A smart assistant that is reliable, platform agnostic and compatible with virtually any device, whether at home, on the road, or at the office, will elevate speech-enabled devices from infotainment to mission critical status.

TEP: From an enterprise IT perspective, how will the growing importance of IoT change things

Yeracaris: Currently, enterprise IT is not set up to take on these types of endeavors because it still functions in silos. There are app developers, IT compliance officers, and other departments within IT that work separately. This presents a new obstacle to conquer. What needs to be done to improve the overall customer experience with technology? Enterprise IT must work in harmony and take a holistic approach in order to address and get ahead of the IoT trends that are going to take place whether or not they are ready for them.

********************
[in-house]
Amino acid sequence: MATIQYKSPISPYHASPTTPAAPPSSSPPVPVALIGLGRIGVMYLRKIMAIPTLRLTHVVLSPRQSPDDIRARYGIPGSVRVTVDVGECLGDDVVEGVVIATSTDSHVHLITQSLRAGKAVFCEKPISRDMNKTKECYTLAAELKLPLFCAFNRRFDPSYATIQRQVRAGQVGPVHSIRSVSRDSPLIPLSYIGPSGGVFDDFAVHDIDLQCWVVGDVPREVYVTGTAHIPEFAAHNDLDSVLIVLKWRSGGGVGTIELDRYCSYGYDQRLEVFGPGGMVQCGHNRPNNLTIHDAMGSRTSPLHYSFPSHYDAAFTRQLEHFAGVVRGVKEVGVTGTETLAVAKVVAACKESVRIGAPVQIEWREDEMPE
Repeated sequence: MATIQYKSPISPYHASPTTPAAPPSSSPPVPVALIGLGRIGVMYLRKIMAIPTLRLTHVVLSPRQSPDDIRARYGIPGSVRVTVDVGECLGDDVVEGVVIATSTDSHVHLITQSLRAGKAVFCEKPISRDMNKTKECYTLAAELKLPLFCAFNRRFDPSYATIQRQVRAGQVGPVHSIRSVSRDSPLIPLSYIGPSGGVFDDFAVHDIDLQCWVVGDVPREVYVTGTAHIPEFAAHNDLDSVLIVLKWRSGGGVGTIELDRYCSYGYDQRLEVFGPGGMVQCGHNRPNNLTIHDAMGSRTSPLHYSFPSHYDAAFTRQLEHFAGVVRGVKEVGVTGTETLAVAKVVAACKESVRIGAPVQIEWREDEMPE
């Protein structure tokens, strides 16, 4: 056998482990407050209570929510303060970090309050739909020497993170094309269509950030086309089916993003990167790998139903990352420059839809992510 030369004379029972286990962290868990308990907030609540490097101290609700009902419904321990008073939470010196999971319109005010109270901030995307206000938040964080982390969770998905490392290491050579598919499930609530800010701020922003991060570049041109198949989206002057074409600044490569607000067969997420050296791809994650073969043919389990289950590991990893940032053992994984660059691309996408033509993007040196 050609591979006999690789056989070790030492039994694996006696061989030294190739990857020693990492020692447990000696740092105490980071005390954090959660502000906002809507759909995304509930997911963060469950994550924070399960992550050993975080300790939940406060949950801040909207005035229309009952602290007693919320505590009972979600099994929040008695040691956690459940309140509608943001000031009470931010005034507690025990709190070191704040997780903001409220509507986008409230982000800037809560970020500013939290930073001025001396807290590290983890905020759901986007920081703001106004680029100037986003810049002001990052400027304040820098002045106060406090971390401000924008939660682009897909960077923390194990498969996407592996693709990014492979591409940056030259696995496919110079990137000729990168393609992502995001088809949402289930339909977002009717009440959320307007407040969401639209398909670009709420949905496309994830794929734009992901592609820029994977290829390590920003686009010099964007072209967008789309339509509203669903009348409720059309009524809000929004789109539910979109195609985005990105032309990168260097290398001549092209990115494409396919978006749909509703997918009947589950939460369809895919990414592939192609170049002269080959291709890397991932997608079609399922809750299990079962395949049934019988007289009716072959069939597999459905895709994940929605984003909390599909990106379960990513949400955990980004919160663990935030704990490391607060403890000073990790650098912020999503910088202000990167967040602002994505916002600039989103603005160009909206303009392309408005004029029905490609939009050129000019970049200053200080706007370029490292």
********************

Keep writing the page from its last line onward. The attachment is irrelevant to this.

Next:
From a consumer standpoint, the opportunity to seamlessly operate and interact with technology across multiple devices is there, but it is up to enterprise IT, working in tandem with developers and service providers, to make it a reality. There will also be a greater need for IT roles, meaning more careers will be made available in all different departments within IT.

TEP: What should CIOs and tech leaders be doing right now to prepare for the growing importance of IoT?